Should you stop taking your Adderall or Vyvanse or Dexadrine now that you’ve heard Dr. Tracy Ware’s presentation about the potential dangers of amphetamines? Maybe yes. Maybe no.
I just got off the phone with a woman (let’s call her “Maggie”) who recently started taking Vyvanse with great success. No side effects and improved attention, etc. After she listened to Tracy’s presentation, she was unnerved by the possibility of brain damage with amphetamines so she switched medications (to a second tier ADHD drug). Maggie’s been in a downward spiral ever since. Missed appointments, foggy brain, battered self esteem. Nothing we aspire to, right?
So why didn’t she immediately stop the new meds and go back to Vyvanse? I suspect she called me for a reality check on whether I believed amphetamines really killed off brain cells. And I do. I told Maggie that many medications have potentially serious consequences: high blood pressure medication can cause sexual problems for men. The FDA reported today that taking a malaria drug could cause severe kidney damage and heart failure. There are unintended consequences to almost every choice we make.
But also I told her that returning to Vyvanse sounded like a good idea. I’m not a medical doctor so my opinion is worth about what you pay for it – $0. But it makes eminent sense to me to stick with something that works versus flailing around trying to save your brain cells. And yes, I DO understand that salvaging brain cells is an important goal, but the jury is still out on whether those cells will regenerate or not. There is a LOT we don’t know yet about the brain and how it repairs itself.
Even more important, there is a quality of life issue here. We ADD women have been through a lot of stuff (OK, sh**t) in our lives. Finding a medication that actually works to bolster our time management, organization, sense of well being, is a godsend.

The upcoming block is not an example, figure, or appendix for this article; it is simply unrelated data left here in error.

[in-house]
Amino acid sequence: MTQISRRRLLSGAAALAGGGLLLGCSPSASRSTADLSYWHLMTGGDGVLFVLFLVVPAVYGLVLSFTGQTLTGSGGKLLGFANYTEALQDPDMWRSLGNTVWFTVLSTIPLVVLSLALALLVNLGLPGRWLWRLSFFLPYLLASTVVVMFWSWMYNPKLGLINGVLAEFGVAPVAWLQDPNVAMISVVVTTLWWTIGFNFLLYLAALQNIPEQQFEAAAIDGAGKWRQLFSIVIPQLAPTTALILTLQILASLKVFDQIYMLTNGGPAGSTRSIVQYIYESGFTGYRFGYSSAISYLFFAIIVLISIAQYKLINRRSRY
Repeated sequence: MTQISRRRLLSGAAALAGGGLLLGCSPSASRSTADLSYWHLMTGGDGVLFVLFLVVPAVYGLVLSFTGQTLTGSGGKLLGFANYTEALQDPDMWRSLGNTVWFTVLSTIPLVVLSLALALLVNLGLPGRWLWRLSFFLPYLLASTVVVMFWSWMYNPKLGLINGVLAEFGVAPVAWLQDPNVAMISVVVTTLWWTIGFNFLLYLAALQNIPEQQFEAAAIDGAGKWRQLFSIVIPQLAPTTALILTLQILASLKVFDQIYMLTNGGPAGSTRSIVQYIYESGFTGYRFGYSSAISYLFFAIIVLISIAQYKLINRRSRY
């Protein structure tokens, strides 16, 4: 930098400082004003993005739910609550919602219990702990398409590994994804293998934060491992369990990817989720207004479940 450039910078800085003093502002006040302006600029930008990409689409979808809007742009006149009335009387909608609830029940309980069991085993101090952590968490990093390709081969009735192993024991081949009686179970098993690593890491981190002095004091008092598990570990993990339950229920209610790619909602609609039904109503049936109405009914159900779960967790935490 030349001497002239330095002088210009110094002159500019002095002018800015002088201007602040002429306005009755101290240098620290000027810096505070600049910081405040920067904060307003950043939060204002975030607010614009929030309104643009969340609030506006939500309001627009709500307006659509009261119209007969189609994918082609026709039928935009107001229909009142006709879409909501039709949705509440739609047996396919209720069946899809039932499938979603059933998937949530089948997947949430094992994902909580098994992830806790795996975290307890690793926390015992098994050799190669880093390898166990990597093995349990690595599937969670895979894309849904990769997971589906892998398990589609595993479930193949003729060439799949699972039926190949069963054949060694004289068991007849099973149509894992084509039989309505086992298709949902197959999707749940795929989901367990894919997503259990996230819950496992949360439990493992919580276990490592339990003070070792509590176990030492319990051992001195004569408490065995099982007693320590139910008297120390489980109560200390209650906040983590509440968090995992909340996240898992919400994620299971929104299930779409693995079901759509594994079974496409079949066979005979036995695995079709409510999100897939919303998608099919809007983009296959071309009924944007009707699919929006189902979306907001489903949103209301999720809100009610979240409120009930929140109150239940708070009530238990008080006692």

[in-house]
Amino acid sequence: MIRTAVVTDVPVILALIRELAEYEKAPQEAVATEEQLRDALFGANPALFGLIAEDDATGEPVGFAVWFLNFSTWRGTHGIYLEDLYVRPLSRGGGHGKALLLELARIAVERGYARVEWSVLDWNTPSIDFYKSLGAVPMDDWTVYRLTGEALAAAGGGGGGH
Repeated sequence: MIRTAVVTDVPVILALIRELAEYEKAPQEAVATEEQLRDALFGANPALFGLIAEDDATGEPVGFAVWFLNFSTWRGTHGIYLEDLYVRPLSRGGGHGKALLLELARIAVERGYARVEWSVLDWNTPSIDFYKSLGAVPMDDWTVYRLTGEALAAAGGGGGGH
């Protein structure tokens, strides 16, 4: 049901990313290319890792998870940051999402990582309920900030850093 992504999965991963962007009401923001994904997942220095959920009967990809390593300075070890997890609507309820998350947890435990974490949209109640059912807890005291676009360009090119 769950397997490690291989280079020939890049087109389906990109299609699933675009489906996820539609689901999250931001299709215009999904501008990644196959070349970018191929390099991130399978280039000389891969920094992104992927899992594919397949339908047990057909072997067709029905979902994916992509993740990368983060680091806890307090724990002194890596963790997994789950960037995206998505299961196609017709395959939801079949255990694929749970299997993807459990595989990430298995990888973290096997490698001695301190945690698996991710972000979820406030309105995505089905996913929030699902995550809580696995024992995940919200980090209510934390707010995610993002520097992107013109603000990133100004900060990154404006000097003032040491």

We shouldn’t stop exercising because we might pull a hamstring or sprain an ankle. And we shouldn’t stop taking our amphetamine medication because someone told us there is potential for cell death. For heavens sake do NOT stop taking medication without telling your doctor! Those consequences could be even more dire than continuing the meds!
Anyway, Dr. Ware doesn’t shun amphetamines; she prescribes them for her patients who need them. That includes those of us who don’t see much improvement with Ritalin-family meds (like Tracy’s own husband!).
The fact that I stopped taking my Adderall was more about looking at the factors that were causing me to feel out of control and a bit crazed. Sure there is a lot going on in my life. There is ALWAYS a lot going on in my life. And changing one thing at a time, to see the effects, is the way I can narrow down the cause of the problem, and then find my way back to a solution.
I don’t know about you, but I want to feel alive every day. I want to feel good about myself and productive. I want to feel proud of myself and I’d like the people I love to be proud of me, too. It’s not too much to ask of an ADD life. I know. I’ve lived it. And I’m going back there.
That means I will probably go back to Adderall. Not sure yet. Working on it. But if I do return to amphetamine medication, it will be MY truth about stimulants. Not Tracy’s. Not Maggie’s (Vyvanse is awful for me, BTW). Not Susan’s or Ellen’s or Mary’s. Mine.
You need to find YOUR truth about stimulant medication. Yes. No. Maybe. Sometimes. Alternatives. Rotating. It’s all part of the mix. If there is one thing I have learned about ADHD it’s that it is literally a different experience for everyone. Personalized treatment..that’s where we’re headed, according to another psychiatrist who visited our Meetup group last night.
Work with your doctor, monitor your symptoms, get reaction from your loved ones. Find your OWN truth and then, make peace with it. None of us are gonna get out of this alive. Something, somewhere, sometime when we least expect it and probably don’t want it, will cause our bodies to shut down and we’ll bid farewell to the mortal coil.
So how do you want to live your life in the meantime? At my retreats I always read a poem by Mary Oliver that ends with this line: “Tell me, what is you plan to do with your one wild and precious life?”
You alone have the answer. For all of it.